By Paul Spiegelman
“Our people are calm.”
In these chaotic times, it’s the goal of most leaders to create a sense of calm in the workplace. But it’s easier said than done, especially when our instincts in times of crisis might be to keep our cards close to the chest until we feel as though we’ve ‘figured it out.’
As much uncertainty as leaders are facing right now, our people are dealing with fears of their own. Will I have a job tomorrow? Will my children return to school in the fall? Is it safe to report back to the office? The nature of this particular crisis is that we just don’t know many of the answers to those questions.
Jack Stack, Founder and CEO of SRC Holdings and a pioneer of open-book management, has a culture of transparency in his organization that allows his people to feel calm, informed and empowered throughout this crisis.
Stack has been around a long time, and he’s seen his business through recessions before. He refers to times like these as ‘black swans’ — an economic wrecking ball that no one saw coming. But his leadership philosophy is designed to be recession-proof: it teaches people how to build a company.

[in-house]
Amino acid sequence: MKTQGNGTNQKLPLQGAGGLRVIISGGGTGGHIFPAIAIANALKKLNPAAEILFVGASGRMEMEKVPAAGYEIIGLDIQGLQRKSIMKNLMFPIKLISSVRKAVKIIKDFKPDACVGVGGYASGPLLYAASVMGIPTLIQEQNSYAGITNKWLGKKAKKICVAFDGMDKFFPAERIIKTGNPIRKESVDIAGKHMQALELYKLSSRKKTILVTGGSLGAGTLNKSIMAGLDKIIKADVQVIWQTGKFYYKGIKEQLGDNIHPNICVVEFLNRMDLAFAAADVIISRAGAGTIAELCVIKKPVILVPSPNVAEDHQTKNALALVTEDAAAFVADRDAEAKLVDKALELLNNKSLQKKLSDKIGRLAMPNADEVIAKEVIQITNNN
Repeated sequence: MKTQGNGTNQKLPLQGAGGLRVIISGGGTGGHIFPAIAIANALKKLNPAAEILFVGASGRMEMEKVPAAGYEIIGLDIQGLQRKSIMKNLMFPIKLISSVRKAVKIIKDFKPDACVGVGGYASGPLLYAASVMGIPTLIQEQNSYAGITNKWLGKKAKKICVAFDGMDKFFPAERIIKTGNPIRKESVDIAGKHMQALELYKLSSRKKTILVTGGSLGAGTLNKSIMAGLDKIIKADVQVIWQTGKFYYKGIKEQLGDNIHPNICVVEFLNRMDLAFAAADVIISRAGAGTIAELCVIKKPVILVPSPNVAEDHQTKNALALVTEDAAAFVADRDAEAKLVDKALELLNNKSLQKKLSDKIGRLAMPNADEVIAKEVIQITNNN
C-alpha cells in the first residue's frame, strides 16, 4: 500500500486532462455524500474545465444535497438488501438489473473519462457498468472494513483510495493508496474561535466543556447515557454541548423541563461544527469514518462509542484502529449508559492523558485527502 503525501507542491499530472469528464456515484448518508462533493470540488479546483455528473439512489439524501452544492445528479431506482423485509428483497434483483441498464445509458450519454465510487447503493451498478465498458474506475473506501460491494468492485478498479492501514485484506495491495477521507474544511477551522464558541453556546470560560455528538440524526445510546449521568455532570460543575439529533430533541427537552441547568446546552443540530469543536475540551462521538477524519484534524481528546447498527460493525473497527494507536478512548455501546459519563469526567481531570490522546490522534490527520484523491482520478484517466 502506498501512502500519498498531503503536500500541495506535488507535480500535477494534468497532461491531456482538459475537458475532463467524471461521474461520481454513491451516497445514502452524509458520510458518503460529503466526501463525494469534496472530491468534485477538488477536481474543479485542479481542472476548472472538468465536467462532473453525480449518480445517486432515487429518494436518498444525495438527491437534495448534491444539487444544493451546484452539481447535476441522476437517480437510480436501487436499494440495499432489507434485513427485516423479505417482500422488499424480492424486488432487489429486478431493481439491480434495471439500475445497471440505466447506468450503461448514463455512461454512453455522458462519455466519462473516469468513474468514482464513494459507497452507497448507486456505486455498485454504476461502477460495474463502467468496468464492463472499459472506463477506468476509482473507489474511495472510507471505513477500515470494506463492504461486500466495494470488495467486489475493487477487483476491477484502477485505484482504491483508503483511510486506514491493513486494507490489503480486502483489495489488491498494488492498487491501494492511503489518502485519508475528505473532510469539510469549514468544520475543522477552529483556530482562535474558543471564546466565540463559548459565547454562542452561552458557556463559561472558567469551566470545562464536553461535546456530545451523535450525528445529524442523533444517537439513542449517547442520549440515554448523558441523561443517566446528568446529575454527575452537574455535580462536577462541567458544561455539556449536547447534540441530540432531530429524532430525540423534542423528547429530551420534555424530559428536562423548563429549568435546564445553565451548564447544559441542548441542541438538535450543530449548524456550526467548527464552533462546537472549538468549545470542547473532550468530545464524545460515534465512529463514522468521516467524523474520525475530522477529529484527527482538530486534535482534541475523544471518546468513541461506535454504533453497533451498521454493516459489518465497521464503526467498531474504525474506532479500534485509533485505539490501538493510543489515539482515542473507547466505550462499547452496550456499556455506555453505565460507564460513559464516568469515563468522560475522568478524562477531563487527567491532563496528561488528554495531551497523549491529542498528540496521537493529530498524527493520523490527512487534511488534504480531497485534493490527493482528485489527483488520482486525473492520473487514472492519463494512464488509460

“It works in good times, but it works even better in bad times,” says Stack. “At its core, the Great Game is a system designed to get you through the tough times because it bridges the information gap that separates management from their associates — a gulf that separates perception from reality.”
We may not have all the answers, but as leaders, we can help reduce fear in the workplace by relying on the principles of purpose-driven leadership. Here are three key areas to focus on right now.
Jack Stack is a personal mentor and friend of mine, and he shared words of wisdom for small business
You can’t create a sense of calm without communication. Stack has standing daily meetings first thing in the morning to share updates and answer questions from the team. The information from the meeting is then packaged and distributed to the entire team every day.
“Keeping everyone informed is critical,” says Stack. “We have to make absolutely certain that everyone is singing off of the same song sheet. If there are questions we don’t have answers for, we make sure to have those questions answered by the next morning’s call.”
That means sharing the bad news, too — people want to know the truth. If you’ve built a great culture and hired the right people, being vulnerable gives your team the opportunity to come up with ideas and take responsibility for helping solve problems. Now is the time to tap the great people in your organization and get everyone’s contributions, entrepreneurship, and innovation.
“Our people are owners of the business,” says Stack. “They want to have the worst-case scenario. It gives them the opportunity to build backwards and make plans to prevent getting to that point. It comes back to this whole idea of teaching people how business works: what can we do now? What is our area of responsibility? How do we contribute?”